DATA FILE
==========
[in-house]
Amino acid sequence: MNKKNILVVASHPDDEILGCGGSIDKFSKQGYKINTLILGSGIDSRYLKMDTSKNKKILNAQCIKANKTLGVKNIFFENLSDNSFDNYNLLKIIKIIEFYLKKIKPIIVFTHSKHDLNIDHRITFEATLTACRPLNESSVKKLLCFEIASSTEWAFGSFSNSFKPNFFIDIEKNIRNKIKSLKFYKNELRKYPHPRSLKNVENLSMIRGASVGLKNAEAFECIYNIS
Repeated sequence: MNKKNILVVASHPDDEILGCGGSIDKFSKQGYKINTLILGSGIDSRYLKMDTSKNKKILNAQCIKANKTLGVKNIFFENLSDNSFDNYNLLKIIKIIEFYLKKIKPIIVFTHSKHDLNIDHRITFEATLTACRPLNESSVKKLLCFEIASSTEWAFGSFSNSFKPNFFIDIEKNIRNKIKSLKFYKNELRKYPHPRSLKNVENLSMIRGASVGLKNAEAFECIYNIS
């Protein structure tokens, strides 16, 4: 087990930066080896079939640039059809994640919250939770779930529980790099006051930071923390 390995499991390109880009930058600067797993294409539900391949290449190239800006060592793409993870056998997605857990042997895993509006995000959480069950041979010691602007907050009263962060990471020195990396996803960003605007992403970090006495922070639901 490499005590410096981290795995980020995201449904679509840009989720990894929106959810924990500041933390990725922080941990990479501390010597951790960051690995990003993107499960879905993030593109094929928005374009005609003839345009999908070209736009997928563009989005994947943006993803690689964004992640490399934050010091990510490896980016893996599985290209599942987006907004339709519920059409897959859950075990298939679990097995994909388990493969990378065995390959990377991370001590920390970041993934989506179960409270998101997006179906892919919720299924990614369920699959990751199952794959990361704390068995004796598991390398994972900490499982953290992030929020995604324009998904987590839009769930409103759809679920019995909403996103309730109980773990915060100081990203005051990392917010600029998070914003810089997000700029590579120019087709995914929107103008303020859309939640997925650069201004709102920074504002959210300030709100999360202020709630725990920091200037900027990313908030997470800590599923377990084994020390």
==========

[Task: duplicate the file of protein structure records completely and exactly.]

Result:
[in-house]
Amino acid sequence: MNKKNILVVASHPDDEILGCGGSIDKFSKQGYKINTLILGSGIDSRYLKMDTSKNKKILNAQCIKANKTLGVKNIFFENLSDNSFDNYNLLKIIKIIEFYLKKIKPIIVFTHSKHDLNIDHRITFEATLTACRPLNESSVKKLLCFEIASSTEWAFGSFSNSFKPNFFIDIEKNIRNKIKSLKFYKNELRKYPHPRSLKNVENLSMIRGASVGLKNAEAFECIYNIS
Repeated sequence: MNKKNILVVASHPDDEILGCGGSIDKFSKQGYKINTLILGSGIDSRYLKMDTSKNKKILNAQCIKANKTLGVKNIFFENLSDNSFDNYNLLKIIKIIEFYLKKIKPIIVFTHSKHDLNIDHRITFEATLTACRPLNESSVKKLLCFEIASSTEWAFGSFSNSFKPNFFIDIEKNIRNKIKSLKFYKNELRKYPHPRSLKNVENLSMIRGASVGLKNAEAFECIYNIS
């Protein structure tokens, strides 16, 4: 087990930066080896079939640039059809994640919250939770779930529980790099006051930071923390 390995499991390109880009930058600067797993294409539900391949290449190239800006060592793409993870056998997605857990042997895993509006995000959480069950041979010691602007907050009263962060990471020195990396996803960003605007992403970090006495922070639901 490499005590410096981290795995980020995201449904679509840009989720990894929106959810924990500041933390990725922080941990990479501390010597951790960051690995990003993107499960879905993030593109094929928005374009005609003839345009999908070209736009997928563009989005994947943006993803690689964004992640490399934050010091990510490896980016893996599985290209599942987006907004339709519920059409897959859950075990298939679990097995994909388990493969990378065995390959990377991370001590920390970041993934989506179960409270998101997006179906892919919720299924990614369920699959990751199952794959990361704390068995004796598991390398994972900490499982953290992030929020995604324009998904987590839009769930409103759809679920019995909403996103309730109980773990915060100081990203005051990392917010600029998070914003810089997000700029590579120019087709995914929107103008303020859309939640997925650069201004709102920074504002959210300030709100999360202020709630725990920091200037900027990313908030997470800590599923377990084994020390």